Kazakhstan, a fledgling democracy bent on ‘stability’

From left to right: Sanat Kushkumbayev, Zarema Shaukenova, Vyacheslav Dodonov [Georgi Gotev]

This article is part of our special report Mediation for peace.

The ruling elite in Astana acknowledges that continuous efforts are needed to tackle corruption – recognised as “systemic” – and bolster press freedom in Kazakhstan. “But it’s a very subtle balance between democracy and stability”, local politicians argue.

This “subtle balance” between democracy and stability has turned Kazakhstan into an increasingly sought-after mediator in conflict resolution.

“Our external successes are largely based on our internal stability,” said Zurema Shaukenova, the director of KAZISS, a think tank, who met with a group of international journalists on Thursday (2 November).

The country’s decision to close down the Semipalatinsk nuclear test site and abandon its Soviet-time nuclear arsenal have greatly contributed to enhancing the country’s international image, added Sanat Kushkumbayev, deputy director of KAZISS.

Other reasons for the rising trust in Kazakhstan are its predictable foreign policy, the good relations it has with its neighbours and lack of hidden agenda, he said.

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A flurry of diplomatic activity continued in Astana on Wednesday (1 November), marked by the visit of the King of Jordan, Abdullah II, who was awarded a prize for fighting against nuclear proliferation.

The country’s political stability in an uncertain environment was brought up also the day before when journalists met Chairman of the Senate of the Kazakh parliament Kassym Jomart Tokayev.

Asked about concerns regarding the country’s fledgling democracy, human rights, press freedom and corruption, Tokayev appeared surprisingly straightforward.

Tokayev, a veteran diplomat, said more than 10,000 civil servants have been tried for corruption over the last 15 years, making the fight against corruption a top priority for the country.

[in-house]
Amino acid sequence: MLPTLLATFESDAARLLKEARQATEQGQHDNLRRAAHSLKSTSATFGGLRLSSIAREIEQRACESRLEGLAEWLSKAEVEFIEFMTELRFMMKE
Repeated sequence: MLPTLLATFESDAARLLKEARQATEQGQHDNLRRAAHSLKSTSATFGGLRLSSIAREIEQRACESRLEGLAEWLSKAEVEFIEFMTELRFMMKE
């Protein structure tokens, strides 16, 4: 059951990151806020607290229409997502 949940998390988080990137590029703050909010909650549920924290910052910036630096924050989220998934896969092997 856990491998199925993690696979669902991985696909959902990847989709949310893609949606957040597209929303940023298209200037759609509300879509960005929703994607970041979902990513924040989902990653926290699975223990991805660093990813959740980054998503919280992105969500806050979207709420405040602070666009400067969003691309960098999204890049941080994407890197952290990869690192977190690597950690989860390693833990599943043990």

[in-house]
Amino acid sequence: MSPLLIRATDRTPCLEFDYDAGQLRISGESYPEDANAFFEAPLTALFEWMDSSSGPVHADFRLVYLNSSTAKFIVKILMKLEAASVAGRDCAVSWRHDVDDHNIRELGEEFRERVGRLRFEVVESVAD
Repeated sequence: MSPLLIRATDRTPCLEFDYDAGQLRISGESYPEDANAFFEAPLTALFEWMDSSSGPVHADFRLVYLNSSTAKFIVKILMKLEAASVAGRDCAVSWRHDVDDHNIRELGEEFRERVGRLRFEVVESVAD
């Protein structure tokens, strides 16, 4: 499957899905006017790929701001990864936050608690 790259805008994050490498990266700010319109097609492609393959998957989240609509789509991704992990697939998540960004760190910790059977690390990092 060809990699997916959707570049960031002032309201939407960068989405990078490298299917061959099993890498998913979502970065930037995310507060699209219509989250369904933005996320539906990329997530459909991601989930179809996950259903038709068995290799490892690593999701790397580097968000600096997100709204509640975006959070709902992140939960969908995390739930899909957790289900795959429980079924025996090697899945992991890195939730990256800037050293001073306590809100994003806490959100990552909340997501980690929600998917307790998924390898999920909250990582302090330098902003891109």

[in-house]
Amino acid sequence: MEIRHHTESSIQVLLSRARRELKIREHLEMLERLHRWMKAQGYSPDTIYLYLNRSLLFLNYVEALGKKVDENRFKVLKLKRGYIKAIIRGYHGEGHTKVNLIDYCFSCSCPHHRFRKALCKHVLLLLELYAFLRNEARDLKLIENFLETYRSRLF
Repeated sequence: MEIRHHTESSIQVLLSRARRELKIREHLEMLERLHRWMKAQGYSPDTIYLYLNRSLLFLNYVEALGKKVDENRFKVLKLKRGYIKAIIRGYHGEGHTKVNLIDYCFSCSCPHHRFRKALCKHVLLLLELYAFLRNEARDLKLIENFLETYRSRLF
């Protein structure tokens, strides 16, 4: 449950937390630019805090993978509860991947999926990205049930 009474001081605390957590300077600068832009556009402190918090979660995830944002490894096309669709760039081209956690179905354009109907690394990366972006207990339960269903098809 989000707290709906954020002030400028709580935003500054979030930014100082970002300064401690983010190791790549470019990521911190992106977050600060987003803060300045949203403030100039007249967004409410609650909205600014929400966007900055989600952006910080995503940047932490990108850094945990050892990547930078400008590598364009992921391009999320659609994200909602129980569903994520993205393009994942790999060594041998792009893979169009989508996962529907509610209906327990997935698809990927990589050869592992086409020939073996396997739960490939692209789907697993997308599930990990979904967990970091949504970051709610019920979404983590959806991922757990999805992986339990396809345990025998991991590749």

“Corruption exists in all countries of the world, at different levels, and it also exists in Kazakhstan, we are not denying it. We are taking the matter very seriously and this is why the fight against corruption is part of the institutional reform in our country,” Tokayev said.

Compared to “other countries” which he didn’t name, he said the fight against corruption in Kazakhstan was making quick progress. “This is not a temporary campaign, this is a systemic issue and an integral part of the modernisation of our country,” he said.

He added that President Nursultan Nazarbayev, who is also the founder of post-Soviet Kazakhstan as a sovereign nation, was deeply committed to institutional reform, starting with judiciary reform and granting judges more freedom and autonomy.

A draft law in this regard, authored by the president himself, will soon be presented to the Senate, Tokayev said.

Countries of the former Soviet Union and its satellite states have inherited an authoritarian judiciary system in which judges have little independence. The reforms have been slow and painful across this geopolitical space.

In Kazakhstan, national wealth has been better preserved than in most other ex-Soviet states and the living standards have steadily increased, which is confirmed by everyday Kazakhs, who often say their lives have never been better. Most of the people EURACTIV spoke to weren’t interested in politics and generally trusted their country’s leadership.

Young women in front of a shopping mall in Astana. [Georgi Gotev]

‘Very subtle balance’

“Kazakhstan has done a lot, we have political parties. Yes, we have the ruling party which dominates the parliament but the Senate is non-partisan. We have no parties here in the Senate, all of them are represented in the lower chamber, the Madjlis, over there, we have three political parties, they freely compete for elections of parliament,” the Senate chairman said.

He added there are more than 4,000 NGOs active in Kazakhstan and there is freedom of the press.

“At the same time, we need to think about stability, but not at the price of curbing or undermining democratic values,” Tokayev said and added:

“But it’s a very subtle balance between democracy and stability. This kind of balance has been sustained here in Kazakhstan quite successfully and this policy will of course have a follow-up.”

“I don’t think Kazakhstan should be regarded as a non-democratic country. Kazakhstan should be regarded first of all as a young democracy, which wants to follow this mainstream, and which gained a lot of achievements in its democratic development. Democracy is a process, it’s not an ultimate goal, it’s a very hard process of self-development in which Kazakhstan has done a lot,” he concluded.

Journalists insisted on the media freedom issue, highlighting the fact that Kazakhstan ranks low in various press freedom indexes.

“While being abroad I read newspapers, in Eastern Europe as well as in other states. I wouldn’t say we are somehow less in terms of freedom of the press,” said Tokayev. He added he was aware of the “prejudice” about a lack of press freedom in his country but hoped the prejudice would fade away when more foreigners come to visit Kazakhstan.

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